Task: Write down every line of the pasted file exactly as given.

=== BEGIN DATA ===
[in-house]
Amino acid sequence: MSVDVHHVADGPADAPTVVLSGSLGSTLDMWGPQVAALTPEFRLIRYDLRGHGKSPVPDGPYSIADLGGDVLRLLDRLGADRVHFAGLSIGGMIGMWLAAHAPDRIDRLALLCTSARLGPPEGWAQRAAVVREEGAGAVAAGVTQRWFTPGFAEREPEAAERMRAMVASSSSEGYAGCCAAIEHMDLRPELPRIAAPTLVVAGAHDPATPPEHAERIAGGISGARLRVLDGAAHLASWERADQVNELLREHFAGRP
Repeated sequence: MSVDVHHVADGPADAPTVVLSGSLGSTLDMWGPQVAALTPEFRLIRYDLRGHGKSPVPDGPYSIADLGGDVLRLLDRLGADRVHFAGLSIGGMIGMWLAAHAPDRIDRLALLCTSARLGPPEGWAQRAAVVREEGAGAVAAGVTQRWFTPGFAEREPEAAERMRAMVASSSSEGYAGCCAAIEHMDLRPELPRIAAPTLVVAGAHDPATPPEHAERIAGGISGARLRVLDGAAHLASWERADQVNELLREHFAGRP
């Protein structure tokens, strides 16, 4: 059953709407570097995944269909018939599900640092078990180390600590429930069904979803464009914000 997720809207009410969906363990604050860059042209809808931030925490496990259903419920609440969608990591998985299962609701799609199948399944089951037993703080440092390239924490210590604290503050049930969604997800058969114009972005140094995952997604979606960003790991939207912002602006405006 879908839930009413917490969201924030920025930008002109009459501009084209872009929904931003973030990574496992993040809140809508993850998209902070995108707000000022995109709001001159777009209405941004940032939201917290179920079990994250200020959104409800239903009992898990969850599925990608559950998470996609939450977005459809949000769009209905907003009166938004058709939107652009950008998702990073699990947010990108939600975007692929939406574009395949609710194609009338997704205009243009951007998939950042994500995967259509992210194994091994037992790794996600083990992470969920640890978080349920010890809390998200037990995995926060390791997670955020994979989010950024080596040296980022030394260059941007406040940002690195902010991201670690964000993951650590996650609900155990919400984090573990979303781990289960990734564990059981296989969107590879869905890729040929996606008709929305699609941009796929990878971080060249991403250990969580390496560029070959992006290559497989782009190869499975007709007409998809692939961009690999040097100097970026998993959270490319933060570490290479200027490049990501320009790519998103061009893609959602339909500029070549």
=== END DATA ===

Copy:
[in-house]
Amino acid sequence: MSVDVHHVADGPADAPTVVLSGSLGSTLDMWGPQVAALTPEFRLIRYDLRGHGKSPVPDGPYSIADLGGDVLRLLDRLGADRVHFAGLSIGGMIGMWLAAHAPDRIDRLALLCTSARLGPPEGWAQRAAVVREEGAGAVAAGVTQRWFTPGFAEREPEAAERMRAMVASSSSEGYAGCCAAIEHMDLRPELPRIAAPTLVVAGAHDPATPPEHAERIAGGISGARLRVLDGAAHLASWERADQVNELLREHFAGRP
Repeated sequence: MSVDVHHVADGPADAPTVVLSGSLGSTLDMWGPQVAALTPEFRLIRYDLRGHGKSPVPDGPYSIADLGGDVLRLLDRLGADRVHFAGLSIGGMIGMWLAAHAPDRIDRLALLCTSARLGPPEGWAQRAAVVREEGAGAVAAGVTQRWFTPGFAEREPEAAERMRAMVASSSSEGYAGCCAAIEHMDLRPELPRIAAPTLVVAGAHDPATPPEHAERIAGGISGARLRVLDGAAHLASWERADQVNELLREHFAGRP
């Protein structure tokens, strides 16, 4: 059953709407570097995944269909018939599900640092078990180390600590429930069904979803464009914000 997720809207009410969906363990604050860059042209809808931030925490496990259903419920609440969608990591998985299962609701799609199948399944089951037993703080440092390239924490210590604290503050049930969604997800058969114009972005140094995952997604979606960003790991939207912002602006405006 879908839930009413917490969201924030920025930008002109009459501009084209872009929904931003973030990574496992993040809140809508993850998209902070995108707000000022995109709001001159777009209405941004940032939201917290179920079990994250200020959104409800239903009992898990969850599925990608559950998470996609939450977005459809949000769009209905907003009166938004058709939107652009950008998702990073699990947010990108939600975007692929939406574009395949609710194609009338997704205009243009951007998939950042994500995967259509992210194994091994037992790794996600083990992470969920640890978080349920010890809390998200037990995995926060390791997670955020994979989010950024080596040296980022030394260059941007406040940002690195902010991201670690964000993951650590996650609900155990919400984090573990979303781990289960990734564990059981296989969107590879869905890729040929996606008709929305699609941009796929990878971080060249991403250990969580390496560029070959992006290559497989782009190869499975007709007409998809692939961009690999040097100097970026998993959270490319933060570490290479200027490049990501320009790519998103061009893609959602339909500029070549």